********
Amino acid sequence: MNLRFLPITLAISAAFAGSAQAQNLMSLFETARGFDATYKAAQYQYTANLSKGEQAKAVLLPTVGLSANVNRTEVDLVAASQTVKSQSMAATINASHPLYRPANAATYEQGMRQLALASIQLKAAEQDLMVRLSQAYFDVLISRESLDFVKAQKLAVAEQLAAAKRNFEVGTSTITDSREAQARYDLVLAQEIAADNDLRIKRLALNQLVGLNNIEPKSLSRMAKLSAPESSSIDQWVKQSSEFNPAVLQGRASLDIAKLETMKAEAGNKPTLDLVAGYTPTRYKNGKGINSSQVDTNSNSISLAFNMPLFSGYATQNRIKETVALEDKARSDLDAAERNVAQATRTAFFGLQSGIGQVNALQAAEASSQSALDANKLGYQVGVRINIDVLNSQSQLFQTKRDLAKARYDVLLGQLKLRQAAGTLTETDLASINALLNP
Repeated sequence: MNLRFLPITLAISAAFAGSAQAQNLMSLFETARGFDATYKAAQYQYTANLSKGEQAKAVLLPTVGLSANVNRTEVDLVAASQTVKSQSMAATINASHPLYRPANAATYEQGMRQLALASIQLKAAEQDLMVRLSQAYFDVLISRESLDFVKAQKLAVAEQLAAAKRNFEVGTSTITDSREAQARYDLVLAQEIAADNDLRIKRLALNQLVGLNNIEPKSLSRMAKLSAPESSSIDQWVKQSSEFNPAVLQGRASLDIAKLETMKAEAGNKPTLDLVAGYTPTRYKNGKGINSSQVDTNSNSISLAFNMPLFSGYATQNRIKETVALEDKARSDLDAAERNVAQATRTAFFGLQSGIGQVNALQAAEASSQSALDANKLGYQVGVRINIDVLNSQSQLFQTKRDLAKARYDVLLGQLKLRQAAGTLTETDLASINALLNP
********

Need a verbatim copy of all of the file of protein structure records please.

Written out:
Amino acid sequence: MNLRFLPITLAISAAFAGSAQAQNLMSLFETARGFDATYKAAQYQYTANLSKGEQAKAVLLPTVGLSANVNRTEVDLVAASQTVKSQSMAATINASHPLYRPANAATYEQGMRQLALASIQLKAAEQDLMVRLSQAYFDVLISRESLDFVKAQKLAVAEQLAAAKRNFEVGTSTITDSREAQARYDLVLAQEIAADNDLRIKRLALNQLVGLNNIEPKSLSRMAKLSAPESSSIDQWVKQSSEFNPAVLQGRASLDIAKLETMKAEAGNKPTLDLVAGYTPTRYKNGKGINSSQVDTNSNSISLAFNMPLFSGYATQNRIKETVALEDKARSDLDAAERNVAQATRTAFFGLQSGIGQVNALQAAEASSQSALDANKLGYQVGVRINIDVLNSQSQLFQTKRDLAKARYDVLLGQLKLRQAAGTLTETDLASINALLNP
Repeated sequence: MNLRFLPITLAISAAFAGSAQAQNLMSLFETARGFDATYKAAQYQYTANLSKGEQAKAVLLPTVGLSANVNRTEVDLVAASQTVKSQSMAATINASHPLYRPANAATYEQGMRQLALASIQLKAAEQDLMVRLSQAYFDVLISRESLDFVKAQKLAVAEQLAAAKRNFEVGTSTITDSREAQARYDLVLAQEIAADNDLRIKRLALNQLVGLNNIEPKSLSRMAKLSAPESSSIDQWVKQSSEFNPAVLQGRASLDIAKLETMKAEAGNKPTLDLVAGYTPTRYKNGKGINSSQVDTNSNSISLAFNMPLFSGYATQNRIKETVALEDKARSDLDAAERNVAQATRTAFFGLQSGIGQVNALQAAEASSQSALDANKLGYQVGVRINIDVLNSQSQLFQTKRDLAKARYDVLLGQLKLRQAAGTLTETDLASINALLNP